I am a first-generation Chinese-American. My parents immigrated to Youngstown, Ohio the year I was born. I am one of three girls. My parents had four children because they desperately wanted to have a boy. They always used to remind my sisters and me how lucky we were to be growing up in the United States and how different our lives would have been had they stayed in China. I did not fully comprehend this idea until I got my degree in Chinese history at Northwestern University.
During my studies, I started to peel back the layers of meaning behind my parents’ words and see just how distinct Chinese and Chinese-American cultures are from each other. If my parents had stayed in China, I would have led a completely different existence.
Growing up in a white, blue-collar town made me extremely self-conscious about my race. I was the only Chinese girl in my class of 450, and all I wanted was to be like every other girl around me, meaning Caucasian. I thought I was American, and that being Chinese would have meant I was a person who wore a pointed straw hat and spoke English with an accent. I bought into the Asian stereotype perpetrated by the media and my predominantly white surroundings.
I became interested in making a documentary about adoption from China in 1999. My best friend, Heather Loeffler, was teaching Chinese to adopted girls at the China Institute. After hearing her talk about these amazing girls, I began to wonder what it was like for them to grow up Chinese in the United States. They had been born in China, yet every day they were living and breathing a completely “white” experience. After interviewing over 100 families with children from China as research for the project, I realized I wanted to make a documentary that provided insight into the children’s experience, because that was a perspective that was notably absent.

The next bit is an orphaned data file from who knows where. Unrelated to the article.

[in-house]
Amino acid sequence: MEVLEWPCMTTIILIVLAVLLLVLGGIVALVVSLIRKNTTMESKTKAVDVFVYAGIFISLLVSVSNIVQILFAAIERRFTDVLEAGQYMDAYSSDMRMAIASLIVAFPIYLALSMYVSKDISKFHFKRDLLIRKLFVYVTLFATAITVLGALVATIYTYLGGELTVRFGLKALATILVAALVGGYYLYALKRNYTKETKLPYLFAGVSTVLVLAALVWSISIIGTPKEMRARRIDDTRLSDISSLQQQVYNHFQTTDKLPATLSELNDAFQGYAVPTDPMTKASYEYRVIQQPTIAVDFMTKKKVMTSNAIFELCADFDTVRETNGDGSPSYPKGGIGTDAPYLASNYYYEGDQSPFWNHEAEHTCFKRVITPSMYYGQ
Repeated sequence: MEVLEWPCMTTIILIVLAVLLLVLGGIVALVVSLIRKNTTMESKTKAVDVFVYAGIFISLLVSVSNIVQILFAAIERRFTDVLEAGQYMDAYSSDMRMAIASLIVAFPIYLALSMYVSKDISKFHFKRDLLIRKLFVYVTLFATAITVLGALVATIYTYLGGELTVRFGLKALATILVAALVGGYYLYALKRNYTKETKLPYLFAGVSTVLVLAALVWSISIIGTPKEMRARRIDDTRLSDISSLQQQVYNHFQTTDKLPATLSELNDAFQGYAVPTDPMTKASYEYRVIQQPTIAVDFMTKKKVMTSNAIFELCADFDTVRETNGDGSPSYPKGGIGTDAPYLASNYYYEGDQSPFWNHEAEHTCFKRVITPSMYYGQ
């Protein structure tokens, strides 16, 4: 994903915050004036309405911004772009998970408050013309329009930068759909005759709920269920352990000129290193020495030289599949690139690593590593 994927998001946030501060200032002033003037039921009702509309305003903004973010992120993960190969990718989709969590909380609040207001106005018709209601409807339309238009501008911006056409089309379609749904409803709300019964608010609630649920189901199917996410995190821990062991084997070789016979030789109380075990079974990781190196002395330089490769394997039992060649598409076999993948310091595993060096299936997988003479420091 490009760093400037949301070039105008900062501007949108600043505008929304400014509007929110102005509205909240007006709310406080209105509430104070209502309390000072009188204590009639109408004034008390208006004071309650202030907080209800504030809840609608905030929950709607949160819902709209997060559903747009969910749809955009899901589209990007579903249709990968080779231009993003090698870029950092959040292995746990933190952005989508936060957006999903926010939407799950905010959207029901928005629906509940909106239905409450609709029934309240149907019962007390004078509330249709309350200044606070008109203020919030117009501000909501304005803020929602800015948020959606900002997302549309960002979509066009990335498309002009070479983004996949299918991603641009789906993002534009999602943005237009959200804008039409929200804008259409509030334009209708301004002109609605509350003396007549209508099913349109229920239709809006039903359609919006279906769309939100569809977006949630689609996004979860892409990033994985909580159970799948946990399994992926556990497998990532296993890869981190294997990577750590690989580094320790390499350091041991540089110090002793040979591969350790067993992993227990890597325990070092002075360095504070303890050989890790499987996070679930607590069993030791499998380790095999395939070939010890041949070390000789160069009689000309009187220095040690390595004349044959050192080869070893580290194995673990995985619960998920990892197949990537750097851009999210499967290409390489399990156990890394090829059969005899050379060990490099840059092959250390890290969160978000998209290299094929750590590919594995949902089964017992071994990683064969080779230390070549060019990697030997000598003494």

I’m determined to make films that shed light on the real voices and faces behind the Chinese-American experience, which often goes undocumented. I hope to help people of other cultures and races understand that being people of color plays a prominent role in our lives. And that being Chinese does not necessarily mean we understand or represent the entire Chinese experience.
— Stephanie Wang-Breal, Director/Producer/Cinematographer